Generally, El Fili presents a gloomier depiction of the country under the Spanish regime. More radical and revolutionary, the novel has less idealism and romance than the Noli. The El Fili manifests Rizal’s more mature and less hopeful attitude toward the socio-political situation in the country. The grimmer outlook and more tragic mood can be attributed to the persecutions and sufferings the author and his family experienced from the Spanish friars and officials in the years he was writing the novel.

Notwithstanding the sufferings caused by the Spaniards to the Rizal family, the Fili, its author claimed, is not a matter of revenge. Jose wrote to Blumentritt: “I have not written in it [Fili] any idea of vengeance against my enemies, but only for the good of those who suffer, for the rights of Tagalogs ..."

Some of Rizal’s friends like Blumentritt and Graciano Lopez Jaena expressed that Fili was more superior than Noli. Rizal himself apparently once believed in the superiority of the Fili. When its printing had to be stopped for lack of funds, he wrote to Basa: “It is a pity because it seems to me that this second part [the Fili] is more important than the first [the Noli].”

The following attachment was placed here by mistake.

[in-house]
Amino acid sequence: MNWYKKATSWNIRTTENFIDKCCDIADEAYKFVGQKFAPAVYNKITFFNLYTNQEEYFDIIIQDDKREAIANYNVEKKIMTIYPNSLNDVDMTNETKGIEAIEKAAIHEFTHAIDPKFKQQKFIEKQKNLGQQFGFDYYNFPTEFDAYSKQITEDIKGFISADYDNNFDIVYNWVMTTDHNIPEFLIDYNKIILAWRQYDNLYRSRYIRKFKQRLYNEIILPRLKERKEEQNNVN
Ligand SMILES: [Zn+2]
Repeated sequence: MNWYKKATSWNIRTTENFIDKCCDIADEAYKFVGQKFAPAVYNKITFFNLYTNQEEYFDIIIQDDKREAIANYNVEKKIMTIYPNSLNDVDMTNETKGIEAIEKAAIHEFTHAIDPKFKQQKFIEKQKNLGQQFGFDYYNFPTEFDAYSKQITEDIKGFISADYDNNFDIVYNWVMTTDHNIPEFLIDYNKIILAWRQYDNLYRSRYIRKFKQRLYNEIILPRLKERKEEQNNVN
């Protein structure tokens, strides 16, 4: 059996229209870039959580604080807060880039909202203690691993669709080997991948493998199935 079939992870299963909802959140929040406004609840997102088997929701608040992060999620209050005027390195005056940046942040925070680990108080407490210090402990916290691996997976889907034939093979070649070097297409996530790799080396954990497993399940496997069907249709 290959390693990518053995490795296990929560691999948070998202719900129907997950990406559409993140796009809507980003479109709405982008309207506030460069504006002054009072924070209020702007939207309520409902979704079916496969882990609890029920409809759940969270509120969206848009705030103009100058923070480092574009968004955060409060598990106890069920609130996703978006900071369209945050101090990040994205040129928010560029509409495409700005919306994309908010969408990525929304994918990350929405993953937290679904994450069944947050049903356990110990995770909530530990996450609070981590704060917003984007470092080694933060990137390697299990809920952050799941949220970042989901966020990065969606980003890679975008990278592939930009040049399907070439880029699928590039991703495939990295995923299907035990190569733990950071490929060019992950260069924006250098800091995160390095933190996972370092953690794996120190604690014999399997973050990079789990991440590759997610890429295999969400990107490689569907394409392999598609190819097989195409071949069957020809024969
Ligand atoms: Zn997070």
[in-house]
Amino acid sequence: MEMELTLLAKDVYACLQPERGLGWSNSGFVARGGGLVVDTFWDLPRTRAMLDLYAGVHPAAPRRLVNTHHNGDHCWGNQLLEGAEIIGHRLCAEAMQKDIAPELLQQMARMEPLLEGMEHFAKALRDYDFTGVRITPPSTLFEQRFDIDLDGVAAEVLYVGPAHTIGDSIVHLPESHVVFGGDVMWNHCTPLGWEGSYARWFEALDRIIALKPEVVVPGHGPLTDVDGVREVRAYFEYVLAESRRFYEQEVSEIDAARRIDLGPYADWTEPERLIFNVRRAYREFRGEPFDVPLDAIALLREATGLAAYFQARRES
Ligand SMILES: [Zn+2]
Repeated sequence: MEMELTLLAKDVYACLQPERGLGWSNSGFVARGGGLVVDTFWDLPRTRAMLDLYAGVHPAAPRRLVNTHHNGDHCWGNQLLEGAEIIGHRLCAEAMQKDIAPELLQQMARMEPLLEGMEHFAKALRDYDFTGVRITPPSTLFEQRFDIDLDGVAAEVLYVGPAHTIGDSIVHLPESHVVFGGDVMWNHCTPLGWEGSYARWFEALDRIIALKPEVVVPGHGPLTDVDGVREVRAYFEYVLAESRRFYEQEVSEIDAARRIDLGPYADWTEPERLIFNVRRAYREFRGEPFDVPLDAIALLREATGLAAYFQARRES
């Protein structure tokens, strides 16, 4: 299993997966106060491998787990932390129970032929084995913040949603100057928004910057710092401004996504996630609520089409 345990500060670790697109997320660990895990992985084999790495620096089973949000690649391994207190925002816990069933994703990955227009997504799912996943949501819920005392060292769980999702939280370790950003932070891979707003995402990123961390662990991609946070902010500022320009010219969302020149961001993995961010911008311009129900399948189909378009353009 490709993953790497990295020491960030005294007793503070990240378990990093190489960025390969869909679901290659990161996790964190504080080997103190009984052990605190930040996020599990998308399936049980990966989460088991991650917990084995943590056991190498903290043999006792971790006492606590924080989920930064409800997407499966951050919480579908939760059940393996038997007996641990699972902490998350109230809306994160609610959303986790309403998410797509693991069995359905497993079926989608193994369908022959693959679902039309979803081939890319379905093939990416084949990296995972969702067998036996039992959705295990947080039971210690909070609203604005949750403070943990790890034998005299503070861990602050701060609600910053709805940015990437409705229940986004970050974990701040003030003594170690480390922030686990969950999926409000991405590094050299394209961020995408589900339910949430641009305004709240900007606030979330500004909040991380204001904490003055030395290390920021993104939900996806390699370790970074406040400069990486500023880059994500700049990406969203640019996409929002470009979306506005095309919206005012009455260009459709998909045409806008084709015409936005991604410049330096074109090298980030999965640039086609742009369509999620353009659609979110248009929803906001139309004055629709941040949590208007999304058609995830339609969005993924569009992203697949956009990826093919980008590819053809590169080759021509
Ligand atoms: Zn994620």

After the Fili was published nonetheless, Rizal appeared to have a change of heart. In his October 13, 1891 letter to Marcelo Del Pilar, he said: I appreciate what you say about my work and I value your opinion highly that considered my Filibusterismo inferior to the Noli. I, too frankly, without irony or words with a double meaning, share your opinion. For me, the Filibusterismo as a novel is inferior to the Noli… You are the first one to tell me the truth and I agree with you. This flatters me as it proves that I still know how to judge myself. “

As regards his friends who told him that Fili was better, Rizal explained in the same letter: “Blumentritt, all those in Paris and Barcelona, for their benevolence towards me say it [the Fili] is superior. I attribute it only to their benevolence.”